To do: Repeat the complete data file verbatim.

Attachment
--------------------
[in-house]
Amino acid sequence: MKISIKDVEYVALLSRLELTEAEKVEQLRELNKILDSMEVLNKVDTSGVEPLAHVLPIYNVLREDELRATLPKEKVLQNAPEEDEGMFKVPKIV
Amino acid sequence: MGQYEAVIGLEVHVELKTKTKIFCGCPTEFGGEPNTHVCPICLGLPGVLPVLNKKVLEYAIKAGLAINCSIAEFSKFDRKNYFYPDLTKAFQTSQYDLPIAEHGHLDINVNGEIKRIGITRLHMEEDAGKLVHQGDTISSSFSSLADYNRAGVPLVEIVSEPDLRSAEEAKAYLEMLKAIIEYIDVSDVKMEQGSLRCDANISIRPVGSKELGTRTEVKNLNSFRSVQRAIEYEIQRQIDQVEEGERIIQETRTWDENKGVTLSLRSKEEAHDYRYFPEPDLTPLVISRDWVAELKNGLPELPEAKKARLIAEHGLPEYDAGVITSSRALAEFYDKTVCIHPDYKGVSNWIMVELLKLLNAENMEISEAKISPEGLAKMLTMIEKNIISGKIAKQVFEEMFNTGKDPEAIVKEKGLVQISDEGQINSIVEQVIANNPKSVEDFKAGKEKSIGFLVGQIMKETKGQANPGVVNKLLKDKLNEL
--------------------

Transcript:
[in-house]
Amino acid sequence: MKISIKDVEYVALLSRLELTEAEKVEQLRELNKILDSMEVLNKVDTSGVEPLAHVLPIYNVLREDELRATLPKEKVLQNAPEEDEGMFKVPKIV
Amino acid sequence: MGQYEAVIGLEVHVELKTKTKIFCGCPTEFGGEPNTHVCPICLGLPGVLPVLNKKVLEYAIKAGLAINCSIAEFSKFDRKNYFYPDLTKAFQTSQYDLPIAEHGHLDINVNGEIKRIGITRLHMEEDAGKLVHQGDTISSSFSSLADYNRAGVPLVEIVSEPDLRSAEEAKAYLEMLKAIIEYIDVSDVKMEQGSLRCDANISIRPVGSKELGTRTEVKNLNSFRSVQRAIEYEIQRQIDQVEEGERIIQETRTWDENKGVTLSLRSKEEAHDYRYFPEPDLTPLVISRDWVAELKNGLPELPEAKKARLIAEHGLPEYDAGVITSSRALAEFYDKTVCIHPDYKGVSNWIMVELLKLLNAENMEISEAKISPEGLAKMLTMIEKNIISGKIAKQVFEEMFNTGKDPEAIVKEKGLVQISDEGQINSIVEQVIANNPKSVEDFKAGKEKSIGFLVGQIMKETKGQANPGVVNKLLKDKLNEL